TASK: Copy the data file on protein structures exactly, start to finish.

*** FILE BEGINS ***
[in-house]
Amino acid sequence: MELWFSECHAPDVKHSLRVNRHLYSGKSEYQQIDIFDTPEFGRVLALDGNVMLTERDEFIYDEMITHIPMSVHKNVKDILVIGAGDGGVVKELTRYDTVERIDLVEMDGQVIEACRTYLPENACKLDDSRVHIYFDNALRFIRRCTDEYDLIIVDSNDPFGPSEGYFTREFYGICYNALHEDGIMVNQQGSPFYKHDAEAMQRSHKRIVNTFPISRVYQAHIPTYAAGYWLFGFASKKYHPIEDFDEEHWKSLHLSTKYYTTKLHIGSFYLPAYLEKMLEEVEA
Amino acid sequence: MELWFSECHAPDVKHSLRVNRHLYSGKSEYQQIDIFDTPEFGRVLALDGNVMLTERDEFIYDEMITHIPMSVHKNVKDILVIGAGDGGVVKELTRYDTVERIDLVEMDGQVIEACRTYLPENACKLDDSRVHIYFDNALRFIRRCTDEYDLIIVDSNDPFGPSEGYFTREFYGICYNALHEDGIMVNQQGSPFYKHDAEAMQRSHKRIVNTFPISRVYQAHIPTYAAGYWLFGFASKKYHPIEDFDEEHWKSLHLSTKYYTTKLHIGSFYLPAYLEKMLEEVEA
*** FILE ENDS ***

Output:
[in-house]
Amino acid sequence: MELWFSECHAPDVKHSLRVNRHLYSGKSEYQQIDIFDTPEFGRVLALDGNVMLTERDEFIYDEMITHIPMSVHKNVKDILVIGAGDGGVVKELTRYDTVERIDLVEMDGQVIEACRTYLPENACKLDDSRVHIYFDNALRFIRRCTDEYDLIIVDSNDPFGPSEGYFTREFYGICYNALHEDGIMVNQQGSPFYKHDAEAMQRSHKRIVNTFPISRVYQAHIPTYAAGYWLFGFASKKYHPIEDFDEEHWKSLHLSTKYYTTKLHIGSFYLPAYLEKMLEEVEA
Amino acid sequence: MELWFSECHAPDVKHSLRVNRHLYSGKSEYQQIDIFDTPEFGRVLALDGNVMLTERDEFIYDEMITHIPMSVHKNVKDILVIGAGDGGVVKELTRYDTVERIDLVEMDGQVIEACRTYLPENACKLDDSRVHIYFDNALRFIRRCTDEYDLIIVDSNDPFGPSEGYFTREFYGICYNALHEDGIMVNQQGSPFYKHDAEAMQRSHKRIVNTFPISRVYQAHIPTYAAGYWLFGFASKKYHPIEDFDEEHWKSLHLSTKYYTTKLHIGSFYLPAYLEKMLEEVEA